It has been an incredibly busy two weeks so I decided to spend my first day off deep cleaning my home. Happy Sunday to me. I have a confession, cleaning makes me happy and I know that the rest of my week will be more productive because everything is in it’s place.
I kicked off my cleaning spree around 10:30am and even put on gym shorts and running shoes. I wanted to be on my game for this day long adventure. At around 2pm I realized I had about 412 projects going and most of them were about 64% complete. Bed is stripped and sheets are in the dryer, shower is ready to scrub and dust bunnies are begging for mercy. Unless the bunnies can pay rent, I am evicting them and their friends.
At some point around 2:45 it dawns on me that I am not completing anything. DING, DING, DING… this sounds like low blood sugar. Continue reading →
I recently woke up in the middle of the night and realized my mouth was SUPER dry. First thought – high blood sugar. I scrape myself out of bed and test my blood sugar. I was relieved my blood sugar was 107, but was left wondering what was causing this sudden dry mouth. I went back to bed and woke up a few hours later and realized I had been sleeping with my mouth slightly open.
BINGO – sleeping with your mouth open = incredibly dry mouth. I pray I didn’t swallow a spider.
As a diabetic, I constantly second guess everything in my life (dry skin, blood shot eyes, even a minor scrape). Every once in awhile when you discover that your recent ailment is just allergies or something “everyone” else experiences, it is kind of nice.
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No, I have not been paid off. No, I am not in the pockets of big pharma. No, I do not purchase all prescriptions from Walgreens. Yet, my perspective on pharmacy refills took a turn for the grateful last week with the singular effort of one pharmacist.
In accordance with a common theme, I was looking to pickup a prescription right as I need it. Picking up a prescription early has never crossed my mind. Due to some insulin resistance from scar tissue (referenced here), I made the switch back to the pens (Lantus and Novolog). When I called Walgreens expecting it to be ready within the next hour, relayed to me was the news that each prescription would be costing $150 under my coverage (BCBS Oklahoma under HealthCare.gov). Continue reading →
You would think with 30 years of diabetes under my belt I would have a pretty good handle on this disease, but I am still amazed by how my blood sugar affects my body. A recent middle of the night low reminded me of an interesting conversation I had years ago.
Barbara, my former high school teacher and recently diagnosed adult Type 1, was kind enough to attend an outdoor event I was hosting. She sat down next to me as I was suffering a serious low blood sugar (sweaty, not able to put together a complete thought, etc.). We cursed how the serious lows seem to pop up at the most inopportune times. She has a dry sense of humor, which I totally appreciate, and made a comment that only diabetic women could understand – “Menopause will be nothing – you experience the equivalent of an unbearable hot flash with any major low blood sugar.” Good to know!! This inspired me to to compare the symptoms of menopause (Healthline.com) and diabetes.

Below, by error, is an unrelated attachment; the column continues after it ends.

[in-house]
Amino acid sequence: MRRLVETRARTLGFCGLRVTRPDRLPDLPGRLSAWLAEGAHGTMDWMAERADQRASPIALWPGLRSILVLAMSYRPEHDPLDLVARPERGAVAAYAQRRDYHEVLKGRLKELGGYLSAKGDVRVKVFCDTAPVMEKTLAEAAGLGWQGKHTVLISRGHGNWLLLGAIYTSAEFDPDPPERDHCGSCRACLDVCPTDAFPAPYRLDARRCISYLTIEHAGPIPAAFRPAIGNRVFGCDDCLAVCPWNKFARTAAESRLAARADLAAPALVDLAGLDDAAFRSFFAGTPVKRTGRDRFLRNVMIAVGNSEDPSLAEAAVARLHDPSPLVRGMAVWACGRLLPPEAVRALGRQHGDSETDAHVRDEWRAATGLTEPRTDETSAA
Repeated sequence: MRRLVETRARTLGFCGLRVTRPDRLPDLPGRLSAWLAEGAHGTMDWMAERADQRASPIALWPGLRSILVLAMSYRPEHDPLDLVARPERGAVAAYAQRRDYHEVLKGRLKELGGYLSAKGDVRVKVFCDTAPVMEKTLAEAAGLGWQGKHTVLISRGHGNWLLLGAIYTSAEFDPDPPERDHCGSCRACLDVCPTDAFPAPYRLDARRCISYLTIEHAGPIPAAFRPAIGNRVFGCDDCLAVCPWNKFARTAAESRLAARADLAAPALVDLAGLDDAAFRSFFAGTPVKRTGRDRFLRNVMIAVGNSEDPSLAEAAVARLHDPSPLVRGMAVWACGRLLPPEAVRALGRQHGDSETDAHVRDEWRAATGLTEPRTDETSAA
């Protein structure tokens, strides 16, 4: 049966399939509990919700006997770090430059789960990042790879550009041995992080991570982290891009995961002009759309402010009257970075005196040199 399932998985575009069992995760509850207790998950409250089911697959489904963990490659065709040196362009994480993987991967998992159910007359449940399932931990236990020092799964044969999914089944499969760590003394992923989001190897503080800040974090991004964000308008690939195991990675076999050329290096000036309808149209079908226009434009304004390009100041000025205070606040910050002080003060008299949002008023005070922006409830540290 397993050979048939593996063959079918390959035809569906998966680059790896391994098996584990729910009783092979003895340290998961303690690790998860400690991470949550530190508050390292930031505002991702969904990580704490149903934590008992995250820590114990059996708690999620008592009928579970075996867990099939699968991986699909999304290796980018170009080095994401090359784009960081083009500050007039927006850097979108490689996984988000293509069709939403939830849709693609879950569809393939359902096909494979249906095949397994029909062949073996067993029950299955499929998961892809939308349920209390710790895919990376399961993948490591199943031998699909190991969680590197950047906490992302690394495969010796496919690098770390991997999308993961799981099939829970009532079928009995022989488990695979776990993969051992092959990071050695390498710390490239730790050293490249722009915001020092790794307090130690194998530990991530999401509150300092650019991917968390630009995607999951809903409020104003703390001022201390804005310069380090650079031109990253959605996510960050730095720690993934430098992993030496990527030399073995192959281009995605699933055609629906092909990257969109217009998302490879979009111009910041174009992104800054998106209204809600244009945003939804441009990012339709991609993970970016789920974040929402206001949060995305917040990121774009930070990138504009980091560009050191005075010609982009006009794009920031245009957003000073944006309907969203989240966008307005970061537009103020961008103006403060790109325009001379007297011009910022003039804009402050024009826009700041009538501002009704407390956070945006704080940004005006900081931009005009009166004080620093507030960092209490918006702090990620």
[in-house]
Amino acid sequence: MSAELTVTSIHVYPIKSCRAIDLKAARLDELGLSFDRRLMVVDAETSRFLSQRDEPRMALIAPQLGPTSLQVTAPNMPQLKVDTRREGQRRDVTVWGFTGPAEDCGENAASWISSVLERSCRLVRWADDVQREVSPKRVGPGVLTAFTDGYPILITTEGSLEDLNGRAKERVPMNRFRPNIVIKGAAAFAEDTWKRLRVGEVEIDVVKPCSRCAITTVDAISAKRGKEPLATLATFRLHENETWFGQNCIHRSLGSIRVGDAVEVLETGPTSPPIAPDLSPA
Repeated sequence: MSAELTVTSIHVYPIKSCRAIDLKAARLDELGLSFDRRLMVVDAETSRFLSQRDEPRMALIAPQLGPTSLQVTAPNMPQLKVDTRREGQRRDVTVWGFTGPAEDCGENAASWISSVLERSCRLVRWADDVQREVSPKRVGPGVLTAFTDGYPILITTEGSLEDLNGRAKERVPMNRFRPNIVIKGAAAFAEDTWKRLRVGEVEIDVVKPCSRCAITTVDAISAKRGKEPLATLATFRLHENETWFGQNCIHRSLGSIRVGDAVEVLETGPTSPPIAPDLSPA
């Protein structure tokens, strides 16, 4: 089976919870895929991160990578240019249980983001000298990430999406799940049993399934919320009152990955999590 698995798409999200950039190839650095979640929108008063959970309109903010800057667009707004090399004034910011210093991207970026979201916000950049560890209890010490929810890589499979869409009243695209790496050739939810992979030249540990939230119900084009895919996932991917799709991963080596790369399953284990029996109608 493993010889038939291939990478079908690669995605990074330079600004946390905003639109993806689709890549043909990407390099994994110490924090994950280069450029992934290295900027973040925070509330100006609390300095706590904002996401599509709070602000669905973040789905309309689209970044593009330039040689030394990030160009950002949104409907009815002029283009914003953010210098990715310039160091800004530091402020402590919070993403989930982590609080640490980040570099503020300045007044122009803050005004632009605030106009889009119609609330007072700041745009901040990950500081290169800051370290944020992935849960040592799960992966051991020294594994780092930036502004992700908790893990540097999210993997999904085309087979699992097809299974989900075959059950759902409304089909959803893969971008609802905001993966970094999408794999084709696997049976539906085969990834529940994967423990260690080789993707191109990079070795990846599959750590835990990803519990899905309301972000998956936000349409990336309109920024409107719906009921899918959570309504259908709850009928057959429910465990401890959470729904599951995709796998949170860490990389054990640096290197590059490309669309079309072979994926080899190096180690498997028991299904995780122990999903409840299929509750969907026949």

Hot Flashes – Hot flashes can be a sudden feeling of heat either in the upper portion of your body or all over. Your face and neck might turn red, and you may feel sweaty or flushed. The intensity of a hot flash can range from mild to very strong, even waking you from sleep.
Every T1D has woken up in a pool of sweat or even worse – had a sweatfest during a social event.
Yoga is back. YouTube is THE resource for yoga on the internet–many teachers with so many styles. To make a wide-sweeping, not all that educated generalization, I see two different ways to practice:
1) Classic – This is your flow-based, Vinyasa style. Based on a traditional pose oriented routine. Think Sun Salutations.
2) Workout – This is the new age. Without a care about peace and mindfulness. Savasana what? Sweat and fatigue are the primary goals here. Continue reading →
In one year, my life with type 1 diabetes changed in ways I never thought possible.
After 12 months of eating a plant-based diet, my insulin needs decreased by 50%. As a 24 year old with Type 1 diabetes, I injected on average 60 units of insulin per day. Now at 25, I dial up 30 units per day. While defying conventional wisdom, I achieved these results while doubling my carbohydrate intake – effectively increasing carbohydrate consumption from 100 to 200 grams per day.
For those not familiar with Type 1 diabetes, let me clarify. People with Type 1 diabetes make no insulin. Every carbohydrate I eat is compensated for with insulin. We with diabetes do not know why our pancreas went on permanent vacation, but it did. I can exercise, eat right, and meditate until the proverbial cows come home, and I will still be using insulin.
How then, can we explain that I am eating more carbohydrates (fruit, vegetables, grains and legumes) but taking less insulin? Continue reading →
I came across a recent article, The Truth About the Ice Bucket Challenge by VOX.com, that sparked a bit of anger. As someone in the non-profit world, charitable gifts are a HUGE component to the success of your organization or cause, and in my industry we have to be transparent as to what the donation will be used for (capital improvements, programming, general operation expenses, etc). The recent ALS challenge and the statistics from this article brought that gut wrenching question to the surface – where is this money going? Will it focus on finding a cure or just advancing methods/medications to treat the disease. Both are very important, but my blood begins to boil knowing that a few companies actually benefit from the focus being on medications instead of a cure. Continue reading →